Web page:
Danish startup AutoPi.io has developed a Raspberry Pi Zero-based dongle that plugs into a vehicle's ODB II onboard diagnostic reader port and allows the user to program it to send alerts about the car, track its location, and monitor its performance.
The ODB II port on cars is used for things like emissions testing, but a number of products like Verizon's Hum extend its use to real-time monitoring and automated road-side assistance.
AutoPi aims to take this concept a step further by allowing developers to create their own features, such as programmable IFFT-like triggers for the car. The startup has launched a Kickstarter campaign to fund the concept, which centers on the AutoPi dongle and the AutoPi Cloud.
Some of the applications they've suggested include remote engine start, parking assistance, video evidence recording, crash detection, parental control, and auto lock and unlock.
The AutoPi dashboard can be accessed on the web from any device, which displays key performance and usage metrics, including speed over time, current speed, the engine temperature, and the car's location.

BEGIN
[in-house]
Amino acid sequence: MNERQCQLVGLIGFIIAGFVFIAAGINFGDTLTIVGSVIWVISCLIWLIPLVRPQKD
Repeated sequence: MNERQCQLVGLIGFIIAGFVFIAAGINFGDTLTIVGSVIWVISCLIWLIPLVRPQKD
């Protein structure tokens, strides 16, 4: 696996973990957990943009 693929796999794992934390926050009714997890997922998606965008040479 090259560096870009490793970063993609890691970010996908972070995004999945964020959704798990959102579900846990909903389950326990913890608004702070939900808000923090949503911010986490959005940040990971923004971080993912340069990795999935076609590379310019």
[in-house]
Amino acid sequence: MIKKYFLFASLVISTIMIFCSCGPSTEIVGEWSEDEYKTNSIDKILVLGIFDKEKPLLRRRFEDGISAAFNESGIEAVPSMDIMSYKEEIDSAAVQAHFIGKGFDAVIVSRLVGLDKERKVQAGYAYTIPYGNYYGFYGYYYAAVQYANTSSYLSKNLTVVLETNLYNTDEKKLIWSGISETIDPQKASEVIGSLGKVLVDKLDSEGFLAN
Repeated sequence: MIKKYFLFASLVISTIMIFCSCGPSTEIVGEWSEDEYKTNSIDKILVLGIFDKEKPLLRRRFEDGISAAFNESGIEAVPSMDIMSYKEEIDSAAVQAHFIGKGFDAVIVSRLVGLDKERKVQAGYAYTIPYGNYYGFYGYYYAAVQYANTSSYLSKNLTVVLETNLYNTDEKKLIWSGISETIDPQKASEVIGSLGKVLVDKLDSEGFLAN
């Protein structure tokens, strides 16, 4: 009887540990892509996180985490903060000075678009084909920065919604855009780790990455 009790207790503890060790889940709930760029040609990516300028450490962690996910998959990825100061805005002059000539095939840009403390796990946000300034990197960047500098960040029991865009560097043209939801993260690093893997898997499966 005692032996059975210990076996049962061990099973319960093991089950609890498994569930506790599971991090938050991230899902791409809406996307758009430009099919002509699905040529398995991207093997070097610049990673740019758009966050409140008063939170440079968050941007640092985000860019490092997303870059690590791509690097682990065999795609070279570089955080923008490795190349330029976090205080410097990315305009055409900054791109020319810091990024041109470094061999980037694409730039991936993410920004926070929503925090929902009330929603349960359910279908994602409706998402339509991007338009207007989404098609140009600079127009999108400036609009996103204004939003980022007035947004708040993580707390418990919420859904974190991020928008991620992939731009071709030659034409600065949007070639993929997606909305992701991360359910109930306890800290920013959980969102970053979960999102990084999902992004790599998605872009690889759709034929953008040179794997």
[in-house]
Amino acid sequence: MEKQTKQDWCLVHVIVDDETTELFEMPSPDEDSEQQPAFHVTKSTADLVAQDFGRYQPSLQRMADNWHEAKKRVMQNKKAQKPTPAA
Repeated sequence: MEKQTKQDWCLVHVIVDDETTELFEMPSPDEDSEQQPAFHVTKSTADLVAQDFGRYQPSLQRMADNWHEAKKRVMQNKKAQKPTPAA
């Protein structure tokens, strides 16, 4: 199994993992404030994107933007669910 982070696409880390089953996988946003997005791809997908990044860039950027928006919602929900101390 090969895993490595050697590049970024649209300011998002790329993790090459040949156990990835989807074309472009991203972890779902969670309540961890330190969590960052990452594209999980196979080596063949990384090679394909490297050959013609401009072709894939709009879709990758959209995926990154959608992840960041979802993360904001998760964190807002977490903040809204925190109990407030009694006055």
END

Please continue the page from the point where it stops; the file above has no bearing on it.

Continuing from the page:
There are also a number of widgets that can be added for things like speed. It also contains a log of all historical trips and associated data. There's a library of software add-ons, such as the parking-assistance app, but for this to work, the user would need to insert a USB proximity sensor into one of the dongle's two USB ports.
The dongle contains an integrated ODB-II scanning chip from ScanTool, GPS, an accelerometer, a speaker for playing voice notifications, an 8GB microSD card, 18 available GPIO pins, an HDMI port, Bluetooth, Wi-Fi, and depending on the version, an integrated 4G modem. It also runs on Raspberry Pi's Raspbian OS pre-installed with AutoPi's software.
AutoPi is aiming to raise $76,000 to launch the product with reward levels starting at $245.